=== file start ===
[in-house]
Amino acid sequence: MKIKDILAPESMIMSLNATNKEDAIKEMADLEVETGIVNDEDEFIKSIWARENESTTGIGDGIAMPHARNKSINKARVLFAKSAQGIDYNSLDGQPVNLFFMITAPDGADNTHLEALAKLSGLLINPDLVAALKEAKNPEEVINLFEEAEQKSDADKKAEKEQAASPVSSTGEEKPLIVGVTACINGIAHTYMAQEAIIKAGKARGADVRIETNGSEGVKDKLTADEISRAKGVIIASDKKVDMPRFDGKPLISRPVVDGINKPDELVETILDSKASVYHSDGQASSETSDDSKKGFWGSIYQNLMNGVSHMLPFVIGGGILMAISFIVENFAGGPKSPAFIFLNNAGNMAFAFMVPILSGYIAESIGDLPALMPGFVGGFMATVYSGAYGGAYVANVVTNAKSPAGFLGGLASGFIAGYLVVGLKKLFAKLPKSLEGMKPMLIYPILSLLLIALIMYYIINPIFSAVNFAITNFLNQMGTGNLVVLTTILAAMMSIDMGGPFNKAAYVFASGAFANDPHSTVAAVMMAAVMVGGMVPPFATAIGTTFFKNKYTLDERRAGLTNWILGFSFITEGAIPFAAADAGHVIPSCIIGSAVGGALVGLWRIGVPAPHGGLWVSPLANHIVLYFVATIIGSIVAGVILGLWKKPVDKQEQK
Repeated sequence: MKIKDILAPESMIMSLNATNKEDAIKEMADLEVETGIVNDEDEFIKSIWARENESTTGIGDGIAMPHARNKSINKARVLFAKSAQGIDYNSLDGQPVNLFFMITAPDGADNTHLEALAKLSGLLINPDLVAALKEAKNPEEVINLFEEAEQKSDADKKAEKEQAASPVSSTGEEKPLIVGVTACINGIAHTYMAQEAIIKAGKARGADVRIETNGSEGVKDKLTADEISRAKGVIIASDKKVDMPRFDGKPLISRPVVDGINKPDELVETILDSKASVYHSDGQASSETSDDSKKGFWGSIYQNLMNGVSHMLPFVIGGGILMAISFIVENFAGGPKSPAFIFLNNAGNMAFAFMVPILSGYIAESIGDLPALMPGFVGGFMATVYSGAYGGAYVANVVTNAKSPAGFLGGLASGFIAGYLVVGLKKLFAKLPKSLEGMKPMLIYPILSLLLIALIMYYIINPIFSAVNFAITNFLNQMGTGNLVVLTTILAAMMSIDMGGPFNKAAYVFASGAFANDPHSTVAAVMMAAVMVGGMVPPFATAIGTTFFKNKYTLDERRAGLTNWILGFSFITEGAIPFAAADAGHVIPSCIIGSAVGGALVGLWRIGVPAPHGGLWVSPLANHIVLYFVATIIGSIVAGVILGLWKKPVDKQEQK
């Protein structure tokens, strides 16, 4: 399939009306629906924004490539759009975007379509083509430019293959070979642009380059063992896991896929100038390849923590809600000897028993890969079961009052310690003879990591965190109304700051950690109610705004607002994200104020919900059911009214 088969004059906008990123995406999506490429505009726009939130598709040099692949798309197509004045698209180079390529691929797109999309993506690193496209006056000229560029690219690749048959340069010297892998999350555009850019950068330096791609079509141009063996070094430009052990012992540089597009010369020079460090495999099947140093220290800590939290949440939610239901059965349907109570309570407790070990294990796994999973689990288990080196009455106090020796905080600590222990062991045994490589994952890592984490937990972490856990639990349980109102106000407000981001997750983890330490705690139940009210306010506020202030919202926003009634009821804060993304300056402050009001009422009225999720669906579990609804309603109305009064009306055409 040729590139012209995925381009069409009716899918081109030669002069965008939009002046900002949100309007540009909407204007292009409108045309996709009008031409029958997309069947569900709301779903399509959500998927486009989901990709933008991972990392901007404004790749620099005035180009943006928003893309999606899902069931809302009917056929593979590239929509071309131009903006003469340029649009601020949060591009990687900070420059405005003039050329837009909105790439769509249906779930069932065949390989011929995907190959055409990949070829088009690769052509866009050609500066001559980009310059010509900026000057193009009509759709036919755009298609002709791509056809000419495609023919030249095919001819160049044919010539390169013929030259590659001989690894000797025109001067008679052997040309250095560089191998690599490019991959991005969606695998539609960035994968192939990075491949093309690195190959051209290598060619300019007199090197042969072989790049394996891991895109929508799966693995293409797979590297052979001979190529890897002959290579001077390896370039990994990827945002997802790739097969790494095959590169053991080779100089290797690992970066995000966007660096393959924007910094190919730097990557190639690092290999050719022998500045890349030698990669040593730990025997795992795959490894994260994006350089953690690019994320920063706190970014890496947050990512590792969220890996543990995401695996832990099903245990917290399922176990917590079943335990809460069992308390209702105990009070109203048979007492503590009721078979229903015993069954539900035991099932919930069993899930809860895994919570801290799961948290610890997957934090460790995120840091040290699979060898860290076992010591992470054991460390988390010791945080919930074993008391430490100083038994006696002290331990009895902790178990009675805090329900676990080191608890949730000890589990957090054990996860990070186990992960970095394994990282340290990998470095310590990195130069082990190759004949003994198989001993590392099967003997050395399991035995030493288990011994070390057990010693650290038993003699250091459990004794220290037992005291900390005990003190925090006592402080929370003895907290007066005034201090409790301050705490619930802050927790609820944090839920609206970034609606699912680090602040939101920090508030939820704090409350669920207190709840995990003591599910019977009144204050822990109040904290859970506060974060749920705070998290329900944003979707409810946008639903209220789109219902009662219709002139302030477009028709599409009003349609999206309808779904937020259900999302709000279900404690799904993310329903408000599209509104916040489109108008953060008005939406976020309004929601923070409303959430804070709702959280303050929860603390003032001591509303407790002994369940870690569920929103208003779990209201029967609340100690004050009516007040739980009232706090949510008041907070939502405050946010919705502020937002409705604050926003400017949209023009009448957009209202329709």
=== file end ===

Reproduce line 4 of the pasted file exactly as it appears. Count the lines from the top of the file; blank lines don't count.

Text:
């Protein structure tokens, strides 16, 4: 399939009306629906924004490539759009975007379509083509430019293959070979642009380059063992896991896929100038390849923590809600000897028993890969079961009052310690003879990591965190109304700051950690109610705004607002994200104020919900059911009214 088969004059906008990123995406999506490429505009726009939130598709040099692949798309197509004045698209180079390529691929797109999309993506690193496209006056000229560029690219690749048959340069010297892998999350555009850019950068330096791609079509141009063996070094430009052990012992540089597009010369020079460090495999099947140093220290800590939290949440939610239901059965349907109570309570407790070990294990796994999973689990288990080196009455106090020796905080600590222990062991045994490589994952890592984490937990972490856990639990349980109102106000407000981001997750983890330490705690139940009210306010506020202030919202926003009634009821804060993304300056402050009001009422009225999720669906579990609804309603109305009064009306055409 040729590139012209995925381009069409009716899918081109030669002069965008939009002046900002949100309007540009909407204007292009409108045309996709009008031409029958997309069947569900709301779903399509959500998927486009989901990709933008991972990392901007404004790749620099005035180009943006928003893309999606899902069931809302009917056929593979590239929509071309131009903006003469340029649009601020949060591009990687900070420059405005003039050329837009909105790439769509249906779930069932065949390989011929995907190959055409990949070829088009690769052509866009050609500066001559980009310059010509900026000057193009009509759709036919755009298609002709791509056809000419495609023919030249095919001819160049044919010539390169013929030259590659001989690894000797025109001067008679052997040309250095560089191998690599490019991959991005969606695998539609960035994968192939990075491949093309690195190959051209290598060619300019007199090197042969072989790049394996891991895109929508799966693995293409797979590297052979001979190529890897002959290579001077390896370039990994990827945002997802790739097969790494095959590169053991080779100089290797690992970066995000966007660096393959924007910094190919730097990557190639690092290999050719022998500045890349030698990669040593730990025997795992795959490894994260994006350089953690690019994320920063706190970014890496947050990512590792969220890996543990995401695996832990099903245990917290399922176990917590079943335990809460069992308390209702105990009070109203048979007492503590009721078979229903015993069954539900035991099932919930069993899930809860895994919570801290799961948290610890997957934090460790995120840091040290699979060898860290076992010591992470054991460390988390010791945080919930074993008391430490100083038994006696002290331990009895902790178990009675805090329900676990080191608890949730000890589990957090054990996860990070186990992960970095394994990282340290990998470095310590990195130069082990190759004949003994198989001993590392099967003997050395399991035995030493288990011994070390057990010693650290038993003699250091459990004794220290037992005291900390005990003190925090006592402080929370003895907290007066005034201090409790301050705490619930802050927790609820944090839920609206970034609606699912680090602040939101920090508030939820704090409350669920207190709840995990003591599910019977009144204050822990109040904290859970506060974060749920705070998290329900944003979707409810946008639903209220789109219902009662219709002139302030477009028709599409009003349609999206309808779904937020259900999302709000279900404690799904993310329903408000599209509104916040489109108008953060008005939406976020309004929601923070409303959430804070709702959280303050929860603390003032001591509303407790002994369940870690569920929103208003779990209201029967609340100690004050009516007040739980009232706090949510008041907070939502405050946010919705502020937002409705604050926003400017949209023009009448957009209202329709």